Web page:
TR4 is not only diminishing harvests. It also raises the price of production, because producers have to implement expensive preventative measures and treatments of affected plantations. These preventive measures and treatments are part of the discussion at The World Banana Forum (WBF). The WBF is a permanent platform for all stakeholders of the banana supply chain, and is housed by the United Nation’s Food and Agricultural Organization (FAO). In December 2013, the WBF created a special taskforce to deal with the threat posed by TR4.

Despite its massive impact on banana production, we know very little about the pathogen that is causing Fusarium wilt disease. We don’t know how it spreads, why the new TR4 is so aggressive, or how we can stop it.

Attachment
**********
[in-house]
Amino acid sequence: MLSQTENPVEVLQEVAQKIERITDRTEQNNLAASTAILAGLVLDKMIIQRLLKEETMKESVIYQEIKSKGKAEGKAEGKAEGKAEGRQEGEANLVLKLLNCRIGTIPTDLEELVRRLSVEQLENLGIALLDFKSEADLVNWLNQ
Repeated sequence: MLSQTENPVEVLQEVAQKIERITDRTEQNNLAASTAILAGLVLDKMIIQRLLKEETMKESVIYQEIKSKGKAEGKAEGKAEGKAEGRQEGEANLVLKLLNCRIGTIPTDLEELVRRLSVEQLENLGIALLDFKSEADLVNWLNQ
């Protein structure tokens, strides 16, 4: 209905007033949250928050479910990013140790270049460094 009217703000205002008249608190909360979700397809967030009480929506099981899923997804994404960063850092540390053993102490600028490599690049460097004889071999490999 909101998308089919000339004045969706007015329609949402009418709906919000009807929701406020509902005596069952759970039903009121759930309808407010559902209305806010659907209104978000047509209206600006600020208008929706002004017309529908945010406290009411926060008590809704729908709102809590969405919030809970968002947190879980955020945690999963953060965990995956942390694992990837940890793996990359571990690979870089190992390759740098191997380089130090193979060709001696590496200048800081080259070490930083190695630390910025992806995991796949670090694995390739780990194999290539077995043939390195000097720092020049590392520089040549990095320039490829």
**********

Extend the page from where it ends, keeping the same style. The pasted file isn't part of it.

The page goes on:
Fusarium Wilt symptom

Fusarium Wilt symptoms in the discolored banana corm.

Breeding bananas is incredibly tedious, because edible cultivars are sterile and do not produce seeds. I am therefore exploring other ways to engineer resistance in banana against Fusarium wilt. As a scientist in the 2Blades group at The Sainsbury Laboratory, I am investigating how we can transfer resistance genes from other crop species into banana and, more recently, I have been investigating bacteria that are able to inhibit the growth and sporulation of F. oxysporum. These biologicals would be a fast and cost-effective way of preventing or even curing Fusarium wilt disease.

 

Twitter:           @BananarootsBlog

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Chinese plant science and Journal of Experimental Botany

Jonathan IngramThis week’s post was written by Jonathan Ingram, Senior Commissioning Editor / Science Writer for the Journal of Experimental Botany. Jonathan moved from lab research into publishing and communications with the launch of Trends in Plant Science in 1995, then going on to New Phytologist and, in the third sector, Age UK and Mind.